Also sure to make any fanboy giddy are the animated cutscenes that appear during the Arcade mode, which were handled by Mirage Studios, creators of the original Teenage Mutant Ninja Turtles comics. After Smash Bros. Brawl’s Subspace Emissary proved exactly how much storytelling was possible in a 2D brawler, the chance for Smash-Up to take the idea even further seemed unavoidable. If Nintendo could mesh together the storylines of 30 seemingly unrelated characters (including Mario, Fox, Sonic, and Solid Snake) into something entertaining and surprisingly cohesive, surely Mirage Studios and Ubisoft, with their knowledge of the franchise, could do much, much better.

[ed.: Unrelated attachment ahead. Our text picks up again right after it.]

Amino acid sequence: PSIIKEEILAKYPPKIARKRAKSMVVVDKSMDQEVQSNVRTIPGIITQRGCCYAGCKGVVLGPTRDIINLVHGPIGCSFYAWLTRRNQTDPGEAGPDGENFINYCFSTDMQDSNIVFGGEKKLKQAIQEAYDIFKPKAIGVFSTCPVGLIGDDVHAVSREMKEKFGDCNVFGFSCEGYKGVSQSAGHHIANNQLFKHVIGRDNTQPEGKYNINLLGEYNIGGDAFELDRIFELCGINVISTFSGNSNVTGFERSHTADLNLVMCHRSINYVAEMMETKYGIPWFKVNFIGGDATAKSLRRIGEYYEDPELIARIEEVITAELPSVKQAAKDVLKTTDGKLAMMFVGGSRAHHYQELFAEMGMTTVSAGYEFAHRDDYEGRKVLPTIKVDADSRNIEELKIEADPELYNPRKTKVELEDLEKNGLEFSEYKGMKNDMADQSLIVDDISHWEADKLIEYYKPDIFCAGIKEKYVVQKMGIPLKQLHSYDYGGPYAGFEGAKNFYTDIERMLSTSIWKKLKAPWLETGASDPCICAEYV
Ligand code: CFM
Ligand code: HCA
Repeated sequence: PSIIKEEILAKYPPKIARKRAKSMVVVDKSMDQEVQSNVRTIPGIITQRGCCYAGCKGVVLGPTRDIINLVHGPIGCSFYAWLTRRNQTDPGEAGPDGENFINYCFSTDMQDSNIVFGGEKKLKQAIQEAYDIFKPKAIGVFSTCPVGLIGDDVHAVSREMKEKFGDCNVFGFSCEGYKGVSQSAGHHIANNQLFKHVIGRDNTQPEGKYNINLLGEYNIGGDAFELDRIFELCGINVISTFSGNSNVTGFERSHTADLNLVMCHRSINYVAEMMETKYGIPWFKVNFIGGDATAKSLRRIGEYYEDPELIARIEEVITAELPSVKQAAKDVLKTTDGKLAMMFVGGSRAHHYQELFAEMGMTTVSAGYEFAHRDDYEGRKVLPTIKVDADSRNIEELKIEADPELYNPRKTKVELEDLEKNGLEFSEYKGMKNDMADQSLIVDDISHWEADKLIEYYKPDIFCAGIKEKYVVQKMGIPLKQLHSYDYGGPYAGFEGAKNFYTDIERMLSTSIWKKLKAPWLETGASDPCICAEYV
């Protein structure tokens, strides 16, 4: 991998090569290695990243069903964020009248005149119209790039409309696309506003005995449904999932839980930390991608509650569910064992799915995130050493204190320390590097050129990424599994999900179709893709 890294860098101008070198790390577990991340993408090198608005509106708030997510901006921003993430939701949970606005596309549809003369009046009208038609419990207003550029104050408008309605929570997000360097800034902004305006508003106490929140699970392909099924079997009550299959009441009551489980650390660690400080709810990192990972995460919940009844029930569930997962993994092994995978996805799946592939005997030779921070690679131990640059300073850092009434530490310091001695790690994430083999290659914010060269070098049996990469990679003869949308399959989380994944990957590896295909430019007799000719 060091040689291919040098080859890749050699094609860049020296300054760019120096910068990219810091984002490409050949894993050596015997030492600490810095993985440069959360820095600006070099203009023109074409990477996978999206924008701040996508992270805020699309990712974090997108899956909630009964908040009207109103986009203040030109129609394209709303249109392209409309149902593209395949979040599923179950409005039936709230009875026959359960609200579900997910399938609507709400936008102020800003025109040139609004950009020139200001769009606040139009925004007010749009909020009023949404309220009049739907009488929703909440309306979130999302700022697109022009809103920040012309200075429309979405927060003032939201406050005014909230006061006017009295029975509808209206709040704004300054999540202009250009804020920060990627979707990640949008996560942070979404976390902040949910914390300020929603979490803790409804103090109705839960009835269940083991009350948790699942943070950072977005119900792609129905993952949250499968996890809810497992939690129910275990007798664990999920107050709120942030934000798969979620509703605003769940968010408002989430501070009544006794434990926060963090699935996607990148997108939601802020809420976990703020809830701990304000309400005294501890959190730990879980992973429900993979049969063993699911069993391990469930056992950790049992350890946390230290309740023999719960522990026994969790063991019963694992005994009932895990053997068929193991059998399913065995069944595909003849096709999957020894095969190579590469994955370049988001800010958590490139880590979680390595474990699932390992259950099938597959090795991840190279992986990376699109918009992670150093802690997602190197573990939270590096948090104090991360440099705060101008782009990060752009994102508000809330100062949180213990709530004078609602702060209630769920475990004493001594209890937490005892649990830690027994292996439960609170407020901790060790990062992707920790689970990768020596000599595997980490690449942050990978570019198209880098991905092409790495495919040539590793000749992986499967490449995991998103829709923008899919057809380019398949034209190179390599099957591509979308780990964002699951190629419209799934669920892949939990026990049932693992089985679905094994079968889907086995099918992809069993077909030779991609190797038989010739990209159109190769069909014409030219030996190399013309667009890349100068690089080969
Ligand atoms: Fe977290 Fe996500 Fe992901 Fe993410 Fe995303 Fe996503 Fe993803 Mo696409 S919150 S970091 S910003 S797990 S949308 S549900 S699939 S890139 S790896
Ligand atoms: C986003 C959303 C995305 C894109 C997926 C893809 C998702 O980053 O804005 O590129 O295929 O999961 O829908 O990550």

Apparently, this just wasn't the case.
The Arcade mode follows a story involving a tournament organized by Master Splinter, in which the four turtles, Casey Jones, April, and himself will compete for training purposes. The winner is rewarded not only with pride, but with an object off of the master’s trophy shelf, which catches the Turtles' attention immediately. After a series of fights, the plot thickens ever so slightly after the intrusion of Shredder, though it’s never any more than an excuse to watch motion comics and fight in a gauntlet to unlock a few more characters. With such a long history of stories, one would think that Ubisoft would have been able to at least push out a few hours of entertaining narrative, but instead they’ve delivered less than three minutes of story, which is more than a bit disappointing. A simple three or four hour campaign following the same pattern of the Teenage Mutant Ninja Turtles Arcade game doesn't seem like it would have been too much to ask for, and would have drastically improved the singleplayer presentation.